How to become a good engineer using Google search

by Randy Gingeleski

4 minutes to read

One thing I've consistently had to teach junior engineering staff is to search for stuff.

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Not even really how to search for stuff, just that they should. It’s 2020 and everyone more or less knows how.

The Google brand has been associated with engineering excellence for a while, but the amount of productive engineers they’ve helped turn out is probably immeasurable. How do you track every technical person who’s ever used search to solve a problem?

Nope, not binary search. Web search via Google or (for the conspiracy theorists) DuckDuckGo. Let’s also count StackOverflow’s local search, though I always like to cast a wider net when looking for answers.

There’s a misconception that pops up somewhere in the growth path of a software engineer (or security engineer, etcetera) that one day they’ll stop Googling.

“Real” engineers don’t need to search. “Professional” developers have memorized every out-of-the-box thing in Python. Every Java compiler error and warning!

They are too embarrassed to search but not to call me over to see their Git conflict error. At which point I’ll make sure to spread embarrassment anyway.

If you’re in a technical job, you should try to search your way out of problems before using more senior staff’s time. This is an easy way to stand out amongst your peers.

And this might be applicable to any job where you sit at a computer, though run-of-the-mill tech support’s time might be better spent than yours. It could be cheaper. I don’t know you.

Photo credit - Sebastian Herrmann / Unsplash

Back in college, my last year of undergrad included a class titled “Software Engineering.” We were 18 people who had to work together in groups to build one overall thing. However, it was really me and 2 others who carried the whole class. I think anyone who was there would agree.

It wasn’t that we were necessarily gifted. That’s not the case for me.

Really — there are some truly crazy programmers I’ve met on the journey of my career, who blow me out of the water.

All it took to lead that undergrad course was a drive to aggressively Google error messages. And, though this should be a given, you have to care enough in the first place to even do that.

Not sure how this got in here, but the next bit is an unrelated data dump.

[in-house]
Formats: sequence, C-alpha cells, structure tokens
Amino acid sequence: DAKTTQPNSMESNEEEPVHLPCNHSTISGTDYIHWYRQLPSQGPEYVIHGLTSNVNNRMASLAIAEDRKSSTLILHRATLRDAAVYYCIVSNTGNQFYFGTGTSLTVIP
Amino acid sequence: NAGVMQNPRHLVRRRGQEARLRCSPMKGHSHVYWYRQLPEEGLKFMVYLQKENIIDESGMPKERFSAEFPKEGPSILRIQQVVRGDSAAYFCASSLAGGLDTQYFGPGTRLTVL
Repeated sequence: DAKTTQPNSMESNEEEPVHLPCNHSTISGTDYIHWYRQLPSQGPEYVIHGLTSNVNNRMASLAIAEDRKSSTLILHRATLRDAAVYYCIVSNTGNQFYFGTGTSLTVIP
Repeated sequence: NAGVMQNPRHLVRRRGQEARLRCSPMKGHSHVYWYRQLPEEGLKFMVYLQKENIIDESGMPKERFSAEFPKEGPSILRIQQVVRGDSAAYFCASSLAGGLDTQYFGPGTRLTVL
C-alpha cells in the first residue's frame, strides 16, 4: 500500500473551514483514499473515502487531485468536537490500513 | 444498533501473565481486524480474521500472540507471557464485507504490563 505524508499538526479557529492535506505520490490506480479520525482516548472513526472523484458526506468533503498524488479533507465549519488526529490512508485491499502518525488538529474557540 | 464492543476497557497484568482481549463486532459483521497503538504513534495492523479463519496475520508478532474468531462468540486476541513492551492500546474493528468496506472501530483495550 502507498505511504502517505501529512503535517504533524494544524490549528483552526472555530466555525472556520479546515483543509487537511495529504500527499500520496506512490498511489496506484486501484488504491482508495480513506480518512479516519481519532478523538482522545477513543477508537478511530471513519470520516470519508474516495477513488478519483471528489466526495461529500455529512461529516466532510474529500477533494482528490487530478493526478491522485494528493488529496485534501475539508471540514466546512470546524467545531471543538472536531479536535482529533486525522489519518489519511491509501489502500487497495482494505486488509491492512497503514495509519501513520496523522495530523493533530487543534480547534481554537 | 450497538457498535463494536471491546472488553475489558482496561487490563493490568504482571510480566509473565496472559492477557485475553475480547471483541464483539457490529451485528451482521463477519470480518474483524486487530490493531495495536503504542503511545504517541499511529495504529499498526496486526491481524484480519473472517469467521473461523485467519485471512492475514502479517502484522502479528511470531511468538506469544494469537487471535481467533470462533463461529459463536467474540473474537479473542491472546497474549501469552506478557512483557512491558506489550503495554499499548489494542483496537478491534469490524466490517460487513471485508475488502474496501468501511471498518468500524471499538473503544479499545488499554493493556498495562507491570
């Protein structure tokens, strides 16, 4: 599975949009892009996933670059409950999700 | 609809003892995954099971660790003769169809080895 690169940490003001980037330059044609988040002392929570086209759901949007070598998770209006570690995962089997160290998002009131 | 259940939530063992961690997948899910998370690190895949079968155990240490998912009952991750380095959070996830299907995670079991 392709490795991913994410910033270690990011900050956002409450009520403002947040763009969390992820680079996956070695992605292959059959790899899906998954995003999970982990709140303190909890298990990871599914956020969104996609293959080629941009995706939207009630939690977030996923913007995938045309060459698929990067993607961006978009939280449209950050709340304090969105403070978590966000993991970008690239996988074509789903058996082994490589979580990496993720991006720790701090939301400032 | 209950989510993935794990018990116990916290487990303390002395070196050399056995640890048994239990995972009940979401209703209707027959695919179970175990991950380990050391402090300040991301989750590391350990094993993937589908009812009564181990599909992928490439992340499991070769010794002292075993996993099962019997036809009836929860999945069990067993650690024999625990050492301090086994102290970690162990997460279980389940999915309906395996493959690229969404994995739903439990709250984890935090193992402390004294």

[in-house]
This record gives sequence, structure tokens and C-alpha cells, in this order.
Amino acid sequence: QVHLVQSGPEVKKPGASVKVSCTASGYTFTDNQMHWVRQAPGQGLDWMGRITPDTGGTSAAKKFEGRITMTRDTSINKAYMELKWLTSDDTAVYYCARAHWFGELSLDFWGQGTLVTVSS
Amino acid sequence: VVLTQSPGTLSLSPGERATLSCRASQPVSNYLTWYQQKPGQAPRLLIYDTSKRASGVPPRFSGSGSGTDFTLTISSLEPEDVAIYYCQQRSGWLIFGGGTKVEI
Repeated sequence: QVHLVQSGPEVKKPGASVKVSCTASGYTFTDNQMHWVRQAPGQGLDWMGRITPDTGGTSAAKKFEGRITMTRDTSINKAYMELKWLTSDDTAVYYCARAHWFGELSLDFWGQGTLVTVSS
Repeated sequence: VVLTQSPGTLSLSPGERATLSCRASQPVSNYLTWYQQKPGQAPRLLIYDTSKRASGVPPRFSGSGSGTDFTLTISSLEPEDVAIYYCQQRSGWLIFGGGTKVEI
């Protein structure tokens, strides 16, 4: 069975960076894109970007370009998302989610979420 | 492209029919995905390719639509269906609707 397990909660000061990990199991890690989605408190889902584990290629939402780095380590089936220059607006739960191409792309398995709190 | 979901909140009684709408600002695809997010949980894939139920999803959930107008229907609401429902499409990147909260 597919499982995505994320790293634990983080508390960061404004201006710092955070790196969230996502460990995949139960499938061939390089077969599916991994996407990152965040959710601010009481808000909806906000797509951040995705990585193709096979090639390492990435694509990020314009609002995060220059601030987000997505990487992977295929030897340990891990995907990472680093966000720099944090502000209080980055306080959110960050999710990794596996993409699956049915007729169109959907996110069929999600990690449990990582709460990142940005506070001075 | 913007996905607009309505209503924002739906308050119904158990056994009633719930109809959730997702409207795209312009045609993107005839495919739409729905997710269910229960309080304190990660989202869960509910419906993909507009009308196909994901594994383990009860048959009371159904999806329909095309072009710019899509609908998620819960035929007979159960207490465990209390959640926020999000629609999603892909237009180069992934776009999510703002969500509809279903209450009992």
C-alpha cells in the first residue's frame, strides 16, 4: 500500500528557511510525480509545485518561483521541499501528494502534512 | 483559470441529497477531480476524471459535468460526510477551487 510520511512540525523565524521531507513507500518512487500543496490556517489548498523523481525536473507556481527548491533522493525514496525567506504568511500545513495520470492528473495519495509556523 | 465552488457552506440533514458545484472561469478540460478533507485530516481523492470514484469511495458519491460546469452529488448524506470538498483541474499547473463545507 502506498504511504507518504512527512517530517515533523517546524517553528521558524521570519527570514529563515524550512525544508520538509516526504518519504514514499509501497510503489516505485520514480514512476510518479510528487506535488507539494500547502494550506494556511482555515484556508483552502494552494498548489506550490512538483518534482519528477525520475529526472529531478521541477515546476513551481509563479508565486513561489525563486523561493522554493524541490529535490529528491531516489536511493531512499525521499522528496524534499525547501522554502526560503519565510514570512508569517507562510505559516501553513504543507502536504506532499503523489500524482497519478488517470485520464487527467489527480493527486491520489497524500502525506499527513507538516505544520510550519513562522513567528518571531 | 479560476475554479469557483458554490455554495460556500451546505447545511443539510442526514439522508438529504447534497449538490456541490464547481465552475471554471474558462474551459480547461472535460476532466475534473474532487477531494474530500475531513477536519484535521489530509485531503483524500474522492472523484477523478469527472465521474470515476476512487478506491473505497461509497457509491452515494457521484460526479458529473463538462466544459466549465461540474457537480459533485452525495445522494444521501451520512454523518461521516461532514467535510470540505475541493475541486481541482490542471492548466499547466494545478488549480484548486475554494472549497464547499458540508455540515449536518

Photo credit - Priscilla Du Preez / Unsplash

For security jobs, searching exact error messages you get back while attacking is often valuable reconnaissance.

Emphasis on the exact part. This weeds out noise in search results. You’ll need to put quotes around your search query, possibly breaking it up into multiple parts with a plus sign between them.

As an example, let’s say I am either building or attacking a web application (trust me there’s a lot of overlap) and it gives me the message below* in a response.

Traceback (most recent call last):
File "", line 135, in
File "C:\Users\1\AppData\Local\Programs\Python\Python38\lib\asyncio\base_event", line 612, in run_until_complete
return future.result()
File "", line 54, in main
raise RuntimeError('Could not read environment variable ODDS_PORTAL_USERNAME
RuntimeError: Could not read environment variable ODDS_PORTAL_USERNAME

* This is an actual error someone encountered trying to run an open source project of mine. It wasn’t in an HTTP response though. That’d be bad. Just pretend.

The inexperienced search user might then try a query like Could not read environment variable ODDS_PORTAL_USERNAME or RuntimeError: Could not read environment variable ODDS_PORTAL_USERNAME. If that Python error is not obvious I’m going to guess you don’t understand ODDS_PORTAL_USERNAME is an application-specific variable either. Anyway, at best you’d then get these noisy results below.

Picture of noisy Google results.

The battle-hardened search soldier would tend to look at the original error then derive the following query instead.

"RuntimeError" + "The environment variable is not set"

Here, we’ve dropped the variable that seems custom to our application. This tends to be a good idea unless you have reason to believe your error is coming from a vendor product. We also lost the colon because it doesn’t add value.

If we try that in Google, our results are clean and allow for immediate action.

Picture of helpful Google results.

At this point I hope you get the idea. From here, you might go bookmark something about “advanced Google search tricks” to learn helpful syntax.

Notice I didn’t link — readers might get some practice here. 🙃